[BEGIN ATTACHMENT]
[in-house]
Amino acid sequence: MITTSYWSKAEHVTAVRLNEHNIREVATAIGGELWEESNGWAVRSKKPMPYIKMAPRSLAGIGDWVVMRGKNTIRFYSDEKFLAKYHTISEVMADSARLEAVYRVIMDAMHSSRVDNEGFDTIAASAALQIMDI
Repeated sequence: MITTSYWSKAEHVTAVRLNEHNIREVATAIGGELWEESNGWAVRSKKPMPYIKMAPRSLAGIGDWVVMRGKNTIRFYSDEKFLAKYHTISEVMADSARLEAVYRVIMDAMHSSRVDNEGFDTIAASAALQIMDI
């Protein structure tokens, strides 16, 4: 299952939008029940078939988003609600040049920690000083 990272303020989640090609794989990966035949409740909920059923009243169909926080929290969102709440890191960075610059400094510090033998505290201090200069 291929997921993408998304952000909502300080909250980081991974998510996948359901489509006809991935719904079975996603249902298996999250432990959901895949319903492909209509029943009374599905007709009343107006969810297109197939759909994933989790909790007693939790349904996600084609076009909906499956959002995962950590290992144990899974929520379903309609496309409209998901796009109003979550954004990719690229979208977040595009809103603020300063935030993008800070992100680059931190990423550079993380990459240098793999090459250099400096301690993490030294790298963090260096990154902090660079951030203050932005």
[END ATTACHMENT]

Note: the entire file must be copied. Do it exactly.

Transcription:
[in-house]
Amino acid sequence: MITTSYWSKAEHVTAVRLNEHNIREVATAIGGELWEESNGWAVRSKKPMPYIKMAPRSLAGIGDWVVMRGKNTIRFYSDEKFLAKYHTISEVMADSARLEAVYRVIMDAMHSSRVDNEGFDTIAASAALQIMDI
Repeated sequence: MITTSYWSKAEHVTAVRLNEHNIREVATAIGGELWEESNGWAVRSKKPMPYIKMAPRSLAGIGDWVVMRGKNTIRFYSDEKFLAKYHTISEVMADSARLEAVYRVIMDAMHSSRVDNEGFDTIAASAALQIMDI
């Protein structure tokens, strides 16, 4: 299952939008029940078939988003609600040049920690000083 990272303020989640090609794989990966035949409740909920059923009243169909926080929290969102709440890191960075610059400094510090033998505290201090200069 291929997921993408998304952000909502300080909250980081991974998510996948359901489509006809991935719904079975996603249902298996999250432990959901895949319903492909209509029943009374599905007709009343107006969810297109197939759909994933989790909790007693939790349904996600084609076009909906499956959002995962950590290992144990899974929520379903309609496309409209998901796009109003979550954004990719690229979208977040595009809103603020300063935030993008800070992100680059931190990423550079993380990459240098793999090459250099400096301690993490030294790298963090260096990154902090660079951030203050932005």